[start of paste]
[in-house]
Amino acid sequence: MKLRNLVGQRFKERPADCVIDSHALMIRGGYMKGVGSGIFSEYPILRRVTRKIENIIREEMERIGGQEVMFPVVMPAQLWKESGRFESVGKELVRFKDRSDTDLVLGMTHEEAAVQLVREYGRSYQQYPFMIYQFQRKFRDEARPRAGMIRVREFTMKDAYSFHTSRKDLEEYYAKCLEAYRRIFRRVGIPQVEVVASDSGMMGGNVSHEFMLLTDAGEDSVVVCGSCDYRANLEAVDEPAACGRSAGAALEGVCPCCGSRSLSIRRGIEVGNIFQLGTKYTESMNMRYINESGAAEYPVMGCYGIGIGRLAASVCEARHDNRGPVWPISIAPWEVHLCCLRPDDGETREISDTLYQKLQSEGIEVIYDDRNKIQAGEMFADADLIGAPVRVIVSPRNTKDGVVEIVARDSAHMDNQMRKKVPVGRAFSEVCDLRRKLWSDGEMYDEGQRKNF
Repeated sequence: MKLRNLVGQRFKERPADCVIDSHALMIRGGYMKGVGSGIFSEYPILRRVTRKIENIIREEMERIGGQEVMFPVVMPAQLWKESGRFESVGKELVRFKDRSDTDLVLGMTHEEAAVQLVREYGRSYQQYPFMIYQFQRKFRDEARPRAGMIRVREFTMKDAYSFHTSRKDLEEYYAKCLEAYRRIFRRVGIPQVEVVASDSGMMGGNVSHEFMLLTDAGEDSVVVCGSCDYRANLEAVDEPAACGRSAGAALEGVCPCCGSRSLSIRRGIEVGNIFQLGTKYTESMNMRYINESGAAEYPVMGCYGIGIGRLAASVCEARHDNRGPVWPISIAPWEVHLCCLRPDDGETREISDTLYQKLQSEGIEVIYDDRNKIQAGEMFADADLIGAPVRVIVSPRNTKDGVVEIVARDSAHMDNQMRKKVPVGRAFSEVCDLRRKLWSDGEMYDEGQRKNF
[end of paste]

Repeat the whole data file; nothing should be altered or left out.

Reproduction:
[in-house]
Amino acid sequence: MKLRNLVGQRFKERPADCVIDSHALMIRGGYMKGVGSGIFSEYPILRRVTRKIENIIREEMERIGGQEVMFPVVMPAQLWKESGRFESVGKELVRFKDRSDTDLVLGMTHEEAAVQLVREYGRSYQQYPFMIYQFQRKFRDEARPRAGMIRVREFTMKDAYSFHTSRKDLEEYYAKCLEAYRRIFRRVGIPQVEVVASDSGMMGGNVSHEFMLLTDAGEDSVVVCGSCDYRANLEAVDEPAACGRSAGAALEGVCPCCGSRSLSIRRGIEVGNIFQLGTKYTESMNMRYINESGAAEYPVMGCYGIGIGRLAASVCEARHDNRGPVWPISIAPWEVHLCCLRPDDGETREISDTLYQKLQSEGIEVIYDDRNKIQAGEMFADADLIGAPVRVIVSPRNTKDGVVEIVARDSAHMDNQMRKKVPVGRAFSEVCDLRRKLWSDGEMYDEGQRKNF
Repeated sequence: MKLRNLVGQRFKERPADCVIDSHALMIRGGYMKGVGSGIFSEYPILRRVTRKIENIIREEMERIGGQEVMFPVVMPAQLWKESGRFESVGKELVRFKDRSDTDLVLGMTHEEAAVQLVREYGRSYQQYPFMIYQFQRKFRDEARPRAGMIRVREFTMKDAYSFHTSRKDLEEYYAKCLEAYRRIFRRVGIPQVEVVASDSGMMGGNVSHEFMLLTDAGEDSVVVCGSCDYRANLEAVDEPAACGRSAGAALEGVCPCCGSRSLSIRRGIEVGNIFQLGTKYTESMNMRYINESGAAEYPVMGCYGIGIGRLAASVCEARHDNRGPVWPISIAPWEVHLCCLRPDDGETREISDTLYQKLQSEGIEVIYDDRNKIQAGEMFADADLIGAPVRVIVSPRNTKDGVVEIVARDSAHMDNQMRKKVPVGRAFSEVCDLRRKLWSDGEMYDEGQRKNF